Northern Ireland has a turbulent history and a culture shaped by the UK, Ireland, and religion. Long periods have been beset by violence, most recently The Troubles of the 1970s and 80s, though things are quiet today. Tourism is booming as a result and visitors can enjoy the rich culture of the various peoples.
People have been here for thousands of years—the Celts themselves since about 500BC—followed by the Vikings and then the English in the 12th century. The nub of Northern Irish history came at the time of Henry VIII’s claim of the Kingdom of Ireland in the 16th century. England and Presbyterian Scots began settling, followed by discrimination against Catholics through Oliver Cromwell and William of Orange.
Union with Britain came in 1801 and, following the Potato Blight in the middle of the century, many Irish from the north and south emigrated to the US and Great Britain. Ireland was eventually granted home rule in 1921, with an opt-out available for Northern Ireland (Ulster). The Irish Free State would become the Republic of Ireland in 1949.
Protestants and Catholics lived uneasily in the six counties of Ulster, which lead to unrest and the Protestants asking for British help. As a counter, the IRA surfaced and started a bombing campaign in the North and on the British mainland. Known as ‘The Troubles’, it would lead to the deaths of some 3,000 on both sides. A referendum was held in the 1970s, with an overwhelming majority for British rule.
Peace would come in 1998 on the signing of the Good Friday Agreement, which included the withdrawal of British troops and the cessation of IRA activities. Power is shared today between Nationalists and Unionists (as opposed to London), though there is still the occasional unrest during Loyalist parades. For a complete picture of The Troubles and the story of Northern Ireland, visit the Ulster Museum in Belfast.
Belfast became a city in 1888, and, as the capital, it has the most impressive buildings, including the turn of the century City Hall and the rebuilt Belfast Castle. Armagh is replete with ecclesiastical splendor, including the ancient Saint Patrick’s Church of Ireland Cathedral, while nearby Navan Fort boasts 2,000 years of history, and Londonderry (previously Derry) retains its old city wall—the most complete in Ireland. Beating all of these, Northern Ireland’s most famous landmark in history is the 50- to 60-million-year-old Giant’s Causeway.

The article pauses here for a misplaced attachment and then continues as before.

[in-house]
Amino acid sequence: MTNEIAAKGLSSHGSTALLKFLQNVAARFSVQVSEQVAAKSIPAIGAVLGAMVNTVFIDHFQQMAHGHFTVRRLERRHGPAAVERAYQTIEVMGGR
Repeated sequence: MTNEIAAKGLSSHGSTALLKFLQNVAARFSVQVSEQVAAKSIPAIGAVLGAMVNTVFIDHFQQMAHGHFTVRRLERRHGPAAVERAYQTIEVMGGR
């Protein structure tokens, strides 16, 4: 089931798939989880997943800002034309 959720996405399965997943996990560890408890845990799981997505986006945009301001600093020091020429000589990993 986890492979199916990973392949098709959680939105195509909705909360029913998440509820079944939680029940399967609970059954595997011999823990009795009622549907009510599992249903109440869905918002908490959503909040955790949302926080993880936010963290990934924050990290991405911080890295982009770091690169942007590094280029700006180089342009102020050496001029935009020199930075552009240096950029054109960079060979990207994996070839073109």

Despite the hate, religious upheaval and political wrangling on all sides, the people of Northern Ireland are warm and friendly. Culture is intertwined between England, Ireland, and Scotland, though the people of Northern Ireland, for the most part, consider themselves of neither region. They may compete as one with Ireland in some sports, though are together with Britain in the Olympics (albeit individuals can side with either country), but a separate entity in the Commonwealth Games.
With the different influences, a rich lineup of festivals is enjoyed through the year, with input from the Republic of Ireland (St Patrick’s Day is celebrated with fervor) and controversial festivals like the Orangefest. It is worth taking special note of this complex situation and to not delve too deeply on meeting locals, especially in the southern border towns in a pub setting, for example. Simply refer to them as ‘locals’; neither Irish nor British.